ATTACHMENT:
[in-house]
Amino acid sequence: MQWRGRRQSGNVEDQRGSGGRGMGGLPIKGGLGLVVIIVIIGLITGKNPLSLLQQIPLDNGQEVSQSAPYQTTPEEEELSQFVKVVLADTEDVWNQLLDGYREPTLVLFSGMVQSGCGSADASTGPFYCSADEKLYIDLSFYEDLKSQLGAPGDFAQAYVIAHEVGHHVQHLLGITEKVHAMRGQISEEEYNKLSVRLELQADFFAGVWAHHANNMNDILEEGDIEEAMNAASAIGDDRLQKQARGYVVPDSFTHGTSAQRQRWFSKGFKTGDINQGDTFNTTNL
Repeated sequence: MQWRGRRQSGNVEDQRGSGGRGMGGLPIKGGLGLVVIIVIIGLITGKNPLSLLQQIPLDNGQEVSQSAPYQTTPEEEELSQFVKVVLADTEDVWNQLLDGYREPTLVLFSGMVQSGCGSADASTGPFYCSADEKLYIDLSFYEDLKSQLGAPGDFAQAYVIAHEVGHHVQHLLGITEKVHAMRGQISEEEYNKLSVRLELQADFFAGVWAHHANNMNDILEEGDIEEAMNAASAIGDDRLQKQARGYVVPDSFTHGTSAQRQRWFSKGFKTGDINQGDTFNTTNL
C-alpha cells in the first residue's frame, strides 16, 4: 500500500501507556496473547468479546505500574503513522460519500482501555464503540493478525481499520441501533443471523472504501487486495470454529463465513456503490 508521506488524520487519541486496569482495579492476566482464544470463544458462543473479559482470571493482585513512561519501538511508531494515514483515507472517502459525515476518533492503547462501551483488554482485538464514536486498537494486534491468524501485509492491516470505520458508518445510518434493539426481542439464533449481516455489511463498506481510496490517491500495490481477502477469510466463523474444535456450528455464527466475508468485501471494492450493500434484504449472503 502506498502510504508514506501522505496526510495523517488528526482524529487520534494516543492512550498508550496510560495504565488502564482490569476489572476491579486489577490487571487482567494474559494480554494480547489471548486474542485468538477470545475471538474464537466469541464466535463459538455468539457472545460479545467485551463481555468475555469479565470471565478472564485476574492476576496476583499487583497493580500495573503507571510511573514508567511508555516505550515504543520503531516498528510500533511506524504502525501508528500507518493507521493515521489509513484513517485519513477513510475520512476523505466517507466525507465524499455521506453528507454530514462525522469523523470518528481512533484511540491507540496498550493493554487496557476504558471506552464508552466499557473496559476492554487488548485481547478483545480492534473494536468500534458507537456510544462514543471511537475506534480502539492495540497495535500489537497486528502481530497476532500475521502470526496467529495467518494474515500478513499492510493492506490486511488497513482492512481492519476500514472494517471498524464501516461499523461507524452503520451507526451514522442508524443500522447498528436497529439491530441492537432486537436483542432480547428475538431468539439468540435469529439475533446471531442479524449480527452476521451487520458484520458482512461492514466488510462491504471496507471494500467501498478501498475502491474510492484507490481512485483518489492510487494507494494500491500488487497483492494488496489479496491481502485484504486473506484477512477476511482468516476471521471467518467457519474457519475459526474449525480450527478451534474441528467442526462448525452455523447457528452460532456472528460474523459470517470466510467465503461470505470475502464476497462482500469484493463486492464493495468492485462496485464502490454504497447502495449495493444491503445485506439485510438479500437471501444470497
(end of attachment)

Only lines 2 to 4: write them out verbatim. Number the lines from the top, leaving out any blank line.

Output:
Amino acid sequence: MQWRGRRQSGNVEDQRGSGGRGMGGLPIKGGLGLVVIIVIIGLITGKNPLSLLQQIPLDNGQEVSQSAPYQTTPEEEELSQFVKVVLADTEDVWNQLLDGYREPTLVLFSGMVQSGCGSADASTGPFYCSADEKLYIDLSFYEDLKSQLGAPGDFAQAYVIAHEVGHHVQHLLGITEKVHAMRGQISEEEYNKLSVRLELQADFFAGVWAHHANNMNDILEEGDIEEAMNAASAIGDDRLQKQARGYVVPDSFTHGTSAQRQRWFSKGFKTGDINQGDTFNTTNL
Repeated sequence: MQWRGRRQSGNVEDQRGSGGRGMGGLPIKGGLGLVVIIVIIGLITGKNPLSLLQQIPLDNGQEVSQSAPYQTTPEEEELSQFVKVVLADTEDVWNQLLDGYREPTLVLFSGMVQSGCGSADASTGPFYCSADEKLYIDLSFYEDLKSQLGAPGDFAQAYVIAHEVGHHVQHLLGITEKVHAMRGQISEEEYNKLSVRLELQADFFAGVWAHHANNMNDILEEGDIEEAMNAASAIGDDRLQKQARGYVVPDSFTHGTSAQRQRWFSKGFKTGDINQGDTFNTTNL
C-alpha cells in the first residue's frame, strides 16, 4: 500500500501507556496473547468479546505500574503513522460519500482501555464503540493478525481499520441501533443471523472504501487486495470454529463465513456503490 508521506488524520487519541486496569482495579492476566482464544470463544458462543473479559482470571493482585513512561519501538511508531494515514483515507472517502459525515476518533492503547462501551483488554482485538464514536486498537494486534491468524501485509492491516470505520458508518445510518434493539426481542439464533449481516455489511463498506481510496490517491500495490481477502477469510466463523474444535456450528455464527466475508468485501471494492450493500434484504449472503 502506498502510504508514506501522505496526510495523517488528526482524529487520534494516543492512550498508550496510560495504565488502564482490569476489572476491579486489577490487571487482567494474559494480554494480547489471548486474542485468538477470545475471538474464537466469541464466535463459538455468539457472545460479545467485551463481555468475555469479565470471565478472564485476574492476576496476583499487583497493580500495573503507571510511573514508567511508555516505550515504543520503531516498528510500533511506524504502525501508528500507518493507521493515521489509513484513517485519513477513510475520512476523505466517507466525507465524499455521506453528507454530514462525522469523523470518528481512533484511540491507540496498550493493554487496557476504558471506552464508552466499557473496559476492554487488548485481547478483545480492534473494536468500534458507537456510544462514543471511537475506534480502539492495540497495535500489537497486528502481530497476532500475521502470526496467529495467518494474515500478513499492510493492506490486511488497513482492512481492519476500514472494517471498524464501516461499523461507524452503520451507526451514522442508524443500522447498528436497529439491530441492537432486537436483542432480547428475538431468539439468540435469529439475533446471531442479524449480527452476521451487520458484520458482512461492514466488510462491504471496507471494500467501498478501498475502491474510492484507490481512485483518489492510487494507494494500491500488487497483492494488496489479496491481502485484504486473506484477512477476511482468516476471521471467518467457519474457519475459526474449525480450527478451534474441528467442526462448525452455523447457528452460532456472528460474523459470517470466510467465503461470505470475502464476497462482500469484493463486492464493495468492485462496485464502490454504497447502495449495493444491503445485506439485510438479500437471501444470497